THE BRITISH LIBRARY

English and Drama blog

04 December 2015

The British Library acquires Kenneth Williams’s personal papers

The British Library is delighted to announce the acquisition of the personal archive of Kenneth Williams, including 42 personal diaries and approximately 2,000 letters spanning his entire life and career from the age of 18 until his death in 1988. The archive has been acquired by the British Library from Paul Richardson, Kenneth’s friend and neighbour, to whom he left his entire estate.

Kenneth_Williams_archive_at_the_British_Library_Photo_by_Elizabeth_Hunter

The Kenneth Williams archive at the British Library (Photo by Elizabeth Hunter)

Kenneth Williams (1926-1988) was best-known as the star of the Carry On films, but he was also a raconteur of verve and charm, and appeared to substantial acclaim in a number of stage roles, from frothy revue to the black comedy of Joe Orton. He used the diaries he kept for more than 40 years as a half-serious threat to his friends (“You’ll be in my diary!” was a favourite saying whenever someone annoyed him), but kept the contents almost completely to himself. Despite a selection from the diaries published in the early 1990s, the vast majority of the diary entries remain unpublished and unseen.

The diaries span the period 1942 – 1988, with only one gap of four years at the beginning of the sequence. The run makes up approximately 4 million words altogether, and is unusual in its degree of comprehensiveness and regularity.  Williams wrote a page a day as a nearly unbroken ritual. In the pages of the diaries Williams is both instantly recognisable as the acerbic and maddeningly fastidious character well known to everyone, and, more surprisingly, as reflective and poignant, the private persona and increasingly skilled observer, revealed only in the confessional of the diary.

The diaries regularly refer to news and current affairs – below he records new about the famous trial of Jeremy Thorpe, the Liberal MP who, along with several co-defendants, was accused of the murder of Norman Scott, a would be male model who was allegedly blackmailing Thorpe on account of his homosexuality. The British Library also holds the political archive of Jeremy Thorpe.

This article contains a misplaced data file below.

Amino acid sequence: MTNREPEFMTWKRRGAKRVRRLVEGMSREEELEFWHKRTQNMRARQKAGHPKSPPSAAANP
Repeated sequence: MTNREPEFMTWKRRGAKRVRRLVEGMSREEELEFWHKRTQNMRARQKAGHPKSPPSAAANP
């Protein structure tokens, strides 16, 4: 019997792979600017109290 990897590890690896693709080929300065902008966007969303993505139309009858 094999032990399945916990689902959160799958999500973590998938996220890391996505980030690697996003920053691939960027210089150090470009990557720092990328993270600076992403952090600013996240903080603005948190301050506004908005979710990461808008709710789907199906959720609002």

June 22 1979: “On the news they announced that JEREMY THORPE had been acquitted!! So that lying crook Scott has not succeeded in his vindictive quest!! They were cheering Jeremy outside the Old Bailey, and he rather spoiled it by making a sanctimonious speech about JUSTICE etc. Whereas he should have just expressed satisfaction and breezed away!”

The archive also contains 3 boxes of personal correspondence, equating to approximately 2,000 letters as well as photographs, scripts, programmes and documents relating to Williams’ wartime service.  Correspondents include Peter Nichols, Joe Orton and Richard Burton. It is estimated that 85% of the newly-acquired archive is unpublished material never before seen by researchers.

The archive will be of huge interest to social historians of post war Britain, detailing the experience of a gay man both before and after the Wolfenden Report and the decriminalisation of homosexuality in 1968, alongside the mundane details of everyday life in London. The diaries and letters also record the actor’s experience of the dying days of the repertory theatre system and the growth of modern celebrity culture, something he seemed both to love and loathe. In the entry pictured below Williams was understudying Richard Burton as Trigorin in The Seagull. Despite the doubts William’s expresses in this extract, the run of The Seagull turned out to be a huge success, thanks to the performance of Burton. Williams contributed by fetching Burton drinks between acts.

Diaries_21-08-1950

Page from Kenneth Williams's diary from 21 August 1950, courtesy of the Kenneth Williams estate

Material will be available to researchers in the Library’s Reading Rooms from March 2016. The 1950 edition of the diary, as well as a letter from the archive will be on display in the Library’s permanent exhibition space, the Sir John Ritblat Treasures Gallery, from next week onwards.

Kathryn Johnson, Curator of Theatrical Archives and Manuscripts and Joanna Norledge, Curator of Performance and Creative Archives

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